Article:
The Island of Gold

Two finely illustrated manuscript scrolls, well painted with black, gray, blue, red, white, and two colors of pale brown, with numerous explanatory captions next to images, scroll I: 280 x 16,670 mm. & scroll II: 280 x 11,760 mm. on fine thin paper, expertly backed in recent times, strengthening the thin paper & repairing some relatively minor wormholes, occasionally touching images.

[Japan: “copied March 1834 by Seiboku Nakano”].

A fine and complete set of scrolls concerning the famous gold and silver mines on Sado Island, illustrating all the steps from mining to refining to minting.

Gold, silver, and copper mining on Sado Island, just off the coast of Niigata Prefecture, had its beginnings in ancient times. With the discovery in 1601 of the rich Aikawa gold and silver mine, Sado experienced an economic boom. The Edo shogunate assembled miners and slave laborers (mostly the homeless) from throughout Japan and sent them to Sado to exploit the Aikawa mine and three other nearby mines. It soon became the largest gold and silver mining site in Japan, attracting a population of well over 50,000, and to a very large degree, it financed the Edo shogunate for several hundred years. A series of unique mining, smelting, and minting technologies developed at Sado were disseminated to other mines within Japan. Today, the Sado complex of mines is on the “Tentative List” of Unesco World Heritage Sites (and much of our description is derived from the detailed article prepared for submission to Unesco).

The Aikawa mine was one of the few mines at the time to be based on kodobori (mine-digging). A series of pre-modern mine management systems and mining-related technologies ranging from mining to smelting were developed at Sado, including methods for extracting gold from silver, such as the Chinese haifuki cupellation method brought in from the Iwami Ginzan Silver Mine (Shimane Prefecture), the yakikin method, as well as manufacturing-based operational formats such as the yoseseriba. It is particularly significant that the entire series of processes, from mining and smelting to ultimately the production of gold coinage, was carried out at this single mine and its environs.

The finely drawn scrolls depict every process. The first scroll begins with a history of the discovery of gold and exploitation of the mines. The scroll depicts the entrance to the mine on Aikawa mountain; miners in the mine shafts; ladders and lanterns; buckets on winches to remove water; baskets to carry ore; miners eating a meal in the shaft; miners building supporting scaffolding; government officials, including surveyors, inside the mine planning the next expansion; ventilation systems; etc.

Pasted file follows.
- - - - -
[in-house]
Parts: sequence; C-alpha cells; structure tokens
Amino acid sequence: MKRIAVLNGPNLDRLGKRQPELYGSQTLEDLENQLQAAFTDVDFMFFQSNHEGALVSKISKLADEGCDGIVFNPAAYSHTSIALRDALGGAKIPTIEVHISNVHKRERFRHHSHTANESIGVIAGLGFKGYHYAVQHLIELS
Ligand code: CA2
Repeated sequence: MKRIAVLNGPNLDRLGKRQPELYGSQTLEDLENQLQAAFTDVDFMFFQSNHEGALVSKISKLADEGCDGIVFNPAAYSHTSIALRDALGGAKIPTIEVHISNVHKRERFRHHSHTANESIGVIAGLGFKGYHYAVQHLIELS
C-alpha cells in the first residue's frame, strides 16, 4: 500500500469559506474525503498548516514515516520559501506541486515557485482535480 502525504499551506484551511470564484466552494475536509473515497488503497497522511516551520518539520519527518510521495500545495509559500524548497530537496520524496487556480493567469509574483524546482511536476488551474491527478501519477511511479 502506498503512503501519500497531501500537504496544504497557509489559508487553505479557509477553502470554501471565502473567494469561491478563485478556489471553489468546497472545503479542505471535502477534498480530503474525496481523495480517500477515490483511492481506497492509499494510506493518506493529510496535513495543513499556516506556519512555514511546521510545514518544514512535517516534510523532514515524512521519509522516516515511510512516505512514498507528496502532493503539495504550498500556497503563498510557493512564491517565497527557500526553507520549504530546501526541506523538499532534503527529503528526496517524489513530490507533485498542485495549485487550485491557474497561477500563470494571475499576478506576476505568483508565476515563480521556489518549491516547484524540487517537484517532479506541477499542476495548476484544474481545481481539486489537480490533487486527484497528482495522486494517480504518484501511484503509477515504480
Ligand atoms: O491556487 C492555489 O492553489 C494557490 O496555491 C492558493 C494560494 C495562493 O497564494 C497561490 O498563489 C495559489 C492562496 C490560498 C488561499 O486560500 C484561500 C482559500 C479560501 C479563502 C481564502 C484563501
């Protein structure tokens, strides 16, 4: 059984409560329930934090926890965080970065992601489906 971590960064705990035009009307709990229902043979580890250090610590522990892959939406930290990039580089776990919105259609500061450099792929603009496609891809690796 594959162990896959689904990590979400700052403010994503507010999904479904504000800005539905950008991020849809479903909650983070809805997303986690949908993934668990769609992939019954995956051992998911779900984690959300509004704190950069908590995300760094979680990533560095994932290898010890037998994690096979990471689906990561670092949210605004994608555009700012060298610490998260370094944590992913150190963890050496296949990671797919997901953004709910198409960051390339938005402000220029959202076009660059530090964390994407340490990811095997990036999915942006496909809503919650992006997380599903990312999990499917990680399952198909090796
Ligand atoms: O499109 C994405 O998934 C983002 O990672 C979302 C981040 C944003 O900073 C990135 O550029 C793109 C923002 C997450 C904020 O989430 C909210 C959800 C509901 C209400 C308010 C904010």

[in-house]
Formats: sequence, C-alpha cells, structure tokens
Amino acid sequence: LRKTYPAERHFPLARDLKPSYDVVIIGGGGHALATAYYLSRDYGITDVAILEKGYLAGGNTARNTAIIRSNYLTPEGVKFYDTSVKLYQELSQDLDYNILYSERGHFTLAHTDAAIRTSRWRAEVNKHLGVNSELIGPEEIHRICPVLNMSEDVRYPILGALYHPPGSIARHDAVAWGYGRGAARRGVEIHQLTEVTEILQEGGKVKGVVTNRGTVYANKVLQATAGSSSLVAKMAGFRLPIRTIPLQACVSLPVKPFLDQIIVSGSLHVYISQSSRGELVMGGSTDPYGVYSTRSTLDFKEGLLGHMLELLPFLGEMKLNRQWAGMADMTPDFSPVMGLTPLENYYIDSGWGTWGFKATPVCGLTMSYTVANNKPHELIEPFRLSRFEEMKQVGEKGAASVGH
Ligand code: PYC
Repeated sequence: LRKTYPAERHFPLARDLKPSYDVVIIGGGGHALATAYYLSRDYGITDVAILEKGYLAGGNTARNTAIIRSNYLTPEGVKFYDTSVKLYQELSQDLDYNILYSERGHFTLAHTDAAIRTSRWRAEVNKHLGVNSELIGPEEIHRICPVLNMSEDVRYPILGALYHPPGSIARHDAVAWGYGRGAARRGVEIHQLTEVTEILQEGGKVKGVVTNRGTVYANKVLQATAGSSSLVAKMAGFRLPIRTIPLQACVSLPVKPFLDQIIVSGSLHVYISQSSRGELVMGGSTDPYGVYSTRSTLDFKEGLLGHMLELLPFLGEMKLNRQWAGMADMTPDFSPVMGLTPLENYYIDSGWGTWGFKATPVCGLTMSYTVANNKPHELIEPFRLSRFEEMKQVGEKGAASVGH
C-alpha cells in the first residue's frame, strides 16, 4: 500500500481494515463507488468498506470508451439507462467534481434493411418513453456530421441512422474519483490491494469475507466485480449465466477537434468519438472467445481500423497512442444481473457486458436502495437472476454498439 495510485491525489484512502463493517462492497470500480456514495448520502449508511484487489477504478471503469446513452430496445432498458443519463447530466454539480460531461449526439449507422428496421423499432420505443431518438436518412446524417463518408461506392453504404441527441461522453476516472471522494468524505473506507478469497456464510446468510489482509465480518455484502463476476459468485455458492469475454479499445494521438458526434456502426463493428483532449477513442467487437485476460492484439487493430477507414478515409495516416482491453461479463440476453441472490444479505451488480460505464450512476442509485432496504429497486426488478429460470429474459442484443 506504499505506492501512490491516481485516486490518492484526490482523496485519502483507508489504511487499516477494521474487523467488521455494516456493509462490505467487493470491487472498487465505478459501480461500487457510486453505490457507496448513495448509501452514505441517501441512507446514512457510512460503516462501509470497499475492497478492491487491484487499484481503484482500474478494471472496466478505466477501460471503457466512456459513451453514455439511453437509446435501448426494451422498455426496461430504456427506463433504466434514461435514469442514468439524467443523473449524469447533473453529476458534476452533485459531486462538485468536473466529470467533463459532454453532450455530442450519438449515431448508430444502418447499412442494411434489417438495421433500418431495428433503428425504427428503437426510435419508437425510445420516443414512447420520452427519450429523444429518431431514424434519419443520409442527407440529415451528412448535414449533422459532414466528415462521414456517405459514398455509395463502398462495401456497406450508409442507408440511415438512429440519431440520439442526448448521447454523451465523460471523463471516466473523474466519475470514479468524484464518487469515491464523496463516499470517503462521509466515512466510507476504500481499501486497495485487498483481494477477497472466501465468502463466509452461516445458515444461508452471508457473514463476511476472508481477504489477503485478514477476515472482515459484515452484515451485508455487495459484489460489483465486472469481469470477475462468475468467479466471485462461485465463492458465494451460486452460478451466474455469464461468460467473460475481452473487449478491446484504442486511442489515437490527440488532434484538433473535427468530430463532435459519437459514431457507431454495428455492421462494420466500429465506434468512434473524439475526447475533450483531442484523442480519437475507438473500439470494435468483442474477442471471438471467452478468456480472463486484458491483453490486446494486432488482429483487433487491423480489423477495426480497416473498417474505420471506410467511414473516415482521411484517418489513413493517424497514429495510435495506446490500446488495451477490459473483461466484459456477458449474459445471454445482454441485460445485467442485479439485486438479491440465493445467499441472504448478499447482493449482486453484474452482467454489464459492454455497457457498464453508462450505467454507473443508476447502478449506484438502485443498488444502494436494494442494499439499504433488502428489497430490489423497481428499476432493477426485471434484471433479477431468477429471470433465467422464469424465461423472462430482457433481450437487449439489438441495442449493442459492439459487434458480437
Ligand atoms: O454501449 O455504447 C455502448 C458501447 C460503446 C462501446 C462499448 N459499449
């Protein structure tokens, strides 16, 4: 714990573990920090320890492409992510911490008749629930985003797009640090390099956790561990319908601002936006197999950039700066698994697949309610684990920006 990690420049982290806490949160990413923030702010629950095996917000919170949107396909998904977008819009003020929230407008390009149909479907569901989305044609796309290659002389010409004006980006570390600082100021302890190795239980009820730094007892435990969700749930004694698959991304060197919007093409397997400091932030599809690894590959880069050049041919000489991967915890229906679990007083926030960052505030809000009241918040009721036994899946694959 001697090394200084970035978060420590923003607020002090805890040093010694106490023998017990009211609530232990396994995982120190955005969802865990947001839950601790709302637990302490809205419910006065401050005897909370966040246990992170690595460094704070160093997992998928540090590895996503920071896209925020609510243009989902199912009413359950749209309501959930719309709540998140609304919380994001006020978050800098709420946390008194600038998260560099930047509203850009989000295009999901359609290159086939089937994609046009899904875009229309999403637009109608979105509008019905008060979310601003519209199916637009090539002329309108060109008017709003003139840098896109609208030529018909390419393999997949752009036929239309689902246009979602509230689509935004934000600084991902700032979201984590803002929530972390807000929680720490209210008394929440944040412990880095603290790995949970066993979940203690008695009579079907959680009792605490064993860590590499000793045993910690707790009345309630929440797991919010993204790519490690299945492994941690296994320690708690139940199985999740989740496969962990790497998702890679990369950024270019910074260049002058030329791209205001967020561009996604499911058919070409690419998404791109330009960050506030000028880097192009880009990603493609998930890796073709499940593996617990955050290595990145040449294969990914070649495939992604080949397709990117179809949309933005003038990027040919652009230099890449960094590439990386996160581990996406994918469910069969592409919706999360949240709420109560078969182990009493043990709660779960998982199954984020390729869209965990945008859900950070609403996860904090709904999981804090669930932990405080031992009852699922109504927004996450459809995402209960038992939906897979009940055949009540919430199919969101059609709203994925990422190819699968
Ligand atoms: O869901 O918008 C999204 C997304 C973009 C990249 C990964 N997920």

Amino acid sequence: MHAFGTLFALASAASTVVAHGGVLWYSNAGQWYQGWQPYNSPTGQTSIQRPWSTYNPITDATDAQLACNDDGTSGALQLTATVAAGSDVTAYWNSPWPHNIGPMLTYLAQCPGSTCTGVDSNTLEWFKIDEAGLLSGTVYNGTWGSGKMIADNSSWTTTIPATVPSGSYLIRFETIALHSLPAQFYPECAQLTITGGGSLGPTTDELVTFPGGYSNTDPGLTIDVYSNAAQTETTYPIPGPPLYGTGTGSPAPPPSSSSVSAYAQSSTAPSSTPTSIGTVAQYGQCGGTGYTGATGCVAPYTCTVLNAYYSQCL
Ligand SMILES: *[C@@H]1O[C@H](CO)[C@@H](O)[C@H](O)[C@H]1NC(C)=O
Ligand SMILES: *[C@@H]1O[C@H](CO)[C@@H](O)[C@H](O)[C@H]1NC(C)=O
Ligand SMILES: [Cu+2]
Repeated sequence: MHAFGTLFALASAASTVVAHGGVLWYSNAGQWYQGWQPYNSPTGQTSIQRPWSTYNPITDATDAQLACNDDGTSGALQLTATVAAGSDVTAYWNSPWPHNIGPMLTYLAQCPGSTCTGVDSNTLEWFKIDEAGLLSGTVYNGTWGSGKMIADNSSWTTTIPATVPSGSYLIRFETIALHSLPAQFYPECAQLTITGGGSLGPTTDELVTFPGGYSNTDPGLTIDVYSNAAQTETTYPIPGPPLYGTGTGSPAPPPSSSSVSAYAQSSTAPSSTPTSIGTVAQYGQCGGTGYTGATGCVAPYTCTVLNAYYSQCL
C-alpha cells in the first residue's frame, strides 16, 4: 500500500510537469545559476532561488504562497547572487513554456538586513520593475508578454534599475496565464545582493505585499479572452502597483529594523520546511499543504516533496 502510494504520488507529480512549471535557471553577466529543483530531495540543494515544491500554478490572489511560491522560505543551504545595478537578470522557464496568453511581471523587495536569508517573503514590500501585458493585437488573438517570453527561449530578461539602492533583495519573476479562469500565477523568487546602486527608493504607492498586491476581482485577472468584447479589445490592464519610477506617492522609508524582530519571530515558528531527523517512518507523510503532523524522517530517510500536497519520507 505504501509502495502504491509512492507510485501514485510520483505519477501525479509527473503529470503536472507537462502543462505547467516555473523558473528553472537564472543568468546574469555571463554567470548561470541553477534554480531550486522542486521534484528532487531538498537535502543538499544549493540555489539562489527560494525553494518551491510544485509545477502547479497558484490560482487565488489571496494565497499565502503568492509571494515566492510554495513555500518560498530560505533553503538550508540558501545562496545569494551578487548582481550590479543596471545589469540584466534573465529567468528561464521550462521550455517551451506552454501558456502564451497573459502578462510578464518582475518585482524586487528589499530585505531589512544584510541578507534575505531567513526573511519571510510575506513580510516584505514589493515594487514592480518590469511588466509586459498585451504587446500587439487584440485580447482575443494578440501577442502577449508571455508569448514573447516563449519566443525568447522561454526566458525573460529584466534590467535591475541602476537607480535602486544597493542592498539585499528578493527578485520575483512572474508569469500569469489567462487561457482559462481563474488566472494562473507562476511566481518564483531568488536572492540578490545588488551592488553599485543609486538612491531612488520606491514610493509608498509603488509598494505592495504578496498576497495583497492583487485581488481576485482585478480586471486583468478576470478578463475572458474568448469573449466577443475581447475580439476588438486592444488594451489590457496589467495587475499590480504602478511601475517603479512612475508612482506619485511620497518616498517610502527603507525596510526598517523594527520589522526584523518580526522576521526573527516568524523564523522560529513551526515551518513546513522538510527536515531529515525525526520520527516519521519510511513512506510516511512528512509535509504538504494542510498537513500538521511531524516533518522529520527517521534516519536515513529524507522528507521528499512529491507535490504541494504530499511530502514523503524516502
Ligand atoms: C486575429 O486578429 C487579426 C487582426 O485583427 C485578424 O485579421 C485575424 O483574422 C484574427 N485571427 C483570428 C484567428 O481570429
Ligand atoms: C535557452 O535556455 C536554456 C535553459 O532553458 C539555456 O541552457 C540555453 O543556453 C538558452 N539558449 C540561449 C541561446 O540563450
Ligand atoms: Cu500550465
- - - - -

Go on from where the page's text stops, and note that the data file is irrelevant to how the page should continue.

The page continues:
The scenes outside the mines include sheds; men cutting wood for support beams; blacksmiths making tools; watercourses to wash away gravel and soil; women breaking down the rock with hammers and washing the rocks; security devices to prevent workers from stealing gold, including a bar forcing the workers to raise their legs high; a scene depicting dealers at an auction bidding on the unrefined ores; office workers keeping records; transportation of the rocks by humans and oxen; the merchants’ village, with scenes of a restaurant, merchants carrying coal, oil, and other supplies to the mine; methods of crushing and grinding the ores; more watercourses to separate the precious metals from the gravel and stone; Archimedean screws; techniques to separate gold dust; the steps of the haifuki cupellation method; government assayers; collection of gold dust from the local rivers; other methods of separating precious ores from rocks; other refining techniques; and a room with officials and scales.

The second scroll (copied from a scroll created in 1788) depicts further refining methods to separate gold, silver, and copper. These are highly detailed, including images of each tool with its name; government offices and the fortified warehouse for the refined metals; shore quarries; etc. The scroll goes on to depiction of the minting process. We see government officials everywhere watching workers further refine the ores; bags of gold dust; melting of gold and silver in large furnaces; casting of long thin ingots of gold; workers breaking down these ingots (always closely observed by government officials); and the minting of coins. The same process is shown for making silver coins.

Both scrolls contain much written commentary on the processes depicted.

In very fine condition with attractive coloring. Occasional minor offsetting. The end of the second scroll suffers from more worming, carefully repaired but touching images and captions.

Price: $22,500.00

Item ID: 6478